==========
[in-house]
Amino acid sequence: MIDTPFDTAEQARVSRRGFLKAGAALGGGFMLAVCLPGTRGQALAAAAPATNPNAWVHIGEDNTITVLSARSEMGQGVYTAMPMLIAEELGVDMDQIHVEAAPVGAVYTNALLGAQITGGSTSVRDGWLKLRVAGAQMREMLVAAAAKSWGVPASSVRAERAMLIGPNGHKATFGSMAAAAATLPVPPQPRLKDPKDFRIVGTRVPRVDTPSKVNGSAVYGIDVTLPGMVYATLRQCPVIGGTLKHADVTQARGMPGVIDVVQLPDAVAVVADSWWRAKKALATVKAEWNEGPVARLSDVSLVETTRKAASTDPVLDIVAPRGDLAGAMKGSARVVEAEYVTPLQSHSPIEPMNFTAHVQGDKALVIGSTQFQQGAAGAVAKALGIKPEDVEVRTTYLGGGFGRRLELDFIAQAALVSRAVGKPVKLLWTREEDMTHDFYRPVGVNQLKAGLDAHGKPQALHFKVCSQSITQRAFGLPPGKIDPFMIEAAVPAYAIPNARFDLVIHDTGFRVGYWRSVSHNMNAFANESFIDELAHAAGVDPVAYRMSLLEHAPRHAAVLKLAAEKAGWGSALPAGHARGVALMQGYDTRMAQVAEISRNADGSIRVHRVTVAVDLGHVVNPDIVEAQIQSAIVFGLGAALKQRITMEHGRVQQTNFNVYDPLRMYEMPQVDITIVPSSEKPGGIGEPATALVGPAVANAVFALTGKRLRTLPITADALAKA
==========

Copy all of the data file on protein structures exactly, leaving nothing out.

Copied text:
[in-house]
Amino acid sequence: MIDTPFDTAEQARVSRRGFLKAGAALGGGFMLAVCLPGTRGQALAAAAPATNPNAWVHIGEDNTITVLSARSEMGQGVYTAMPMLIAEELGVDMDQIHVEAAPVGAVYTNALLGAQITGGSTSVRDGWLKLRVAGAQMREMLVAAAAKSWGVPASSVRAERAMLIGPNGHKATFGSMAAAAATLPVPPQPRLKDPKDFRIVGTRVPRVDTPSKVNGSAVYGIDVTLPGMVYATLRQCPVIGGTLKHADVTQARGMPGVIDVVQLPDAVAVVADSWWRAKKALATVKAEWNEGPVARLSDVSLVETTRKAASTDPVLDIVAPRGDLAGAMKGSARVVEAEYVTPLQSHSPIEPMNFTAHVQGDKALVIGSTQFQQGAAGAVAKALGIKPEDVEVRTTYLGGGFGRRLELDFIAQAALVSRAVGKPVKLLWTREEDMTHDFYRPVGVNQLKAGLDAHGKPQALHFKVCSQSITQRAFGLPPGKIDPFMIEAAVPAYAIPNARFDLVIHDTGFRVGYWRSVSHNMNAFANESFIDELAHAAGVDPVAYRMSLLEHAPRHAAVLKLAAEKAGWGSALPAGHARGVALMQGYDTRMAQVAEISRNADGSIRVHRVTVAVDLGHVVNPDIVEAQIQSAIVFGLGAALKQRITMEHGRVQQTNFNVYDPLRMYEMPQVDITIVPSSEKPGGIGEPATALVGPAVANAVFALTGKRLRTLPITADALAKA